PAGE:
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A Closer Look inside Bug-Bounty Programs and Hackers

Many major companies use bug-bounty programs to know about the vulnerabilities in their systems and deal with the issues. As the frequency of attacks rises at a stupendous rate, bug-bounty has come up as a really promising prospect for hackers.

Chinese hackers responsible for ransomware attacks in the US, investigations showBug-bounty programs are nothing new. The first bug-bounty program was launched by Netscape in 1995. Since then, many major corporations have used it to allow hackers to find out vulnerabilities in their systems. Hackers are invited to try and find bugs and vulnerabilities in the security systems and networks of the organization and are offered rewards in the form of bounties.

The amount varies according to the seriousness of the bug reported by the hacker. Apple recently conducted a bug-bounty program where bounties up to $200,000 were offered to hackers. Facebook, on the other hand, has spent more than $4 million since 2011 in this field.

The rise in the number of attacks today is the reason why companies like these are initiating such programs. However, it has been revealed that 94% companies in the Forbes 2000 list still don’t have a bug-bounty program. This makes it a great prospect for companies like HackerOne and Bugcrowd, which are bug-bounty companies.

These companies serve as platforms for hackers to give reports on bugs they find in the systems of major corporations in the world. The companies then forward the reports to the corporation, and the hackers are given compensation for their efforts. In this way, hackers can get a lot of money by helping others deal with the problems in their systems.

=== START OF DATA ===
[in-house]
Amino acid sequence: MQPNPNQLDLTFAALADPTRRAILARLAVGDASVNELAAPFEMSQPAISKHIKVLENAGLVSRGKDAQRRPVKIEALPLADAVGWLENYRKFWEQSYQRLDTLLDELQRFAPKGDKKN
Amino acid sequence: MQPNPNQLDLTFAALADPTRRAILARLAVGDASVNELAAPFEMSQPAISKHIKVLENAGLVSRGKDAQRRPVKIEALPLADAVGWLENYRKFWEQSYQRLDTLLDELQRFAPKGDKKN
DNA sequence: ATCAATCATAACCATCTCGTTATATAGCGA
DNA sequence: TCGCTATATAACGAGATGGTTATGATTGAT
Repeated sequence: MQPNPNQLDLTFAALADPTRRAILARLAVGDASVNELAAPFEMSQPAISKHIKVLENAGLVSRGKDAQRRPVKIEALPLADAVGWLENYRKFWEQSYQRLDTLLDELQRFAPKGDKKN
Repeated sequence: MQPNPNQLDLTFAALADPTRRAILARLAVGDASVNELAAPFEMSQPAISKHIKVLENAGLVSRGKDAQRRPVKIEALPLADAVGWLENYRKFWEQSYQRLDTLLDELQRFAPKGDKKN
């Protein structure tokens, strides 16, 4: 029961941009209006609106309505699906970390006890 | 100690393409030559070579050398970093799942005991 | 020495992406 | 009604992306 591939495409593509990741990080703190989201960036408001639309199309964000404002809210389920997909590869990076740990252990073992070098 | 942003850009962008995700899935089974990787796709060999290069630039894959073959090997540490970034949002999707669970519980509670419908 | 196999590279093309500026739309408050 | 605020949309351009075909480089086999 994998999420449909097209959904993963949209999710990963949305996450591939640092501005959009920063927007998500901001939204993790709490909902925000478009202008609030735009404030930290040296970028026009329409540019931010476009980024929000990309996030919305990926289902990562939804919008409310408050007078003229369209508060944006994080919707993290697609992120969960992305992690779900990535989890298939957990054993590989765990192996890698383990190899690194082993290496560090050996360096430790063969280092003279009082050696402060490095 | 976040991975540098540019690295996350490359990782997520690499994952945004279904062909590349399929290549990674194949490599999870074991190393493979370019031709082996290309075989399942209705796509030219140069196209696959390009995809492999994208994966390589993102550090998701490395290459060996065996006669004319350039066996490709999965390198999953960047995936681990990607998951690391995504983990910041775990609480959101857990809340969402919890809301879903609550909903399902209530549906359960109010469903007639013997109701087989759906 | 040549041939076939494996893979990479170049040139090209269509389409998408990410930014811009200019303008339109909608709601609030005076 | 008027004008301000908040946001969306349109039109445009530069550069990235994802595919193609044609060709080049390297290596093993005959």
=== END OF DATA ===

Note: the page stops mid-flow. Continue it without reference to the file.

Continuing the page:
Although most of the reports submitted to HackerOne are from the US, the company said that it had paid bounties to hackers in more than 100 countries. In a world where everything, from your kid’s toy to your vacuum cleaner, is connected to the internet and is unprotected, the targets are various, and hackers are exploiting the situation heavily.

Recent incidents like hackers showing last year that they could remotely shut down a Jeep Cherokee on a highway as well as hotel operator HEI revealing that credit card information of their customers had been compromised by a malware reveal that nobody today is safe. This makes it easy for bug-bounty companies like HackerOne and Bugcrowd to thrive.

Other than major global corporations, government agencies are taking bug-bounty programs seriously as well. The Pentagon recently invited hackers to find vulnerabilities in its Department of Defence’s website.

Rewards ranging from $100 to $15,000 were given to many of the 1,400 hackers who had joined the program. Even Hillary Clinton has realized the importance of tending to this issue, with the presidential candidate saying that she would see to it that bug-bounty programs become more frequent to allow hackers to use their skills for the good.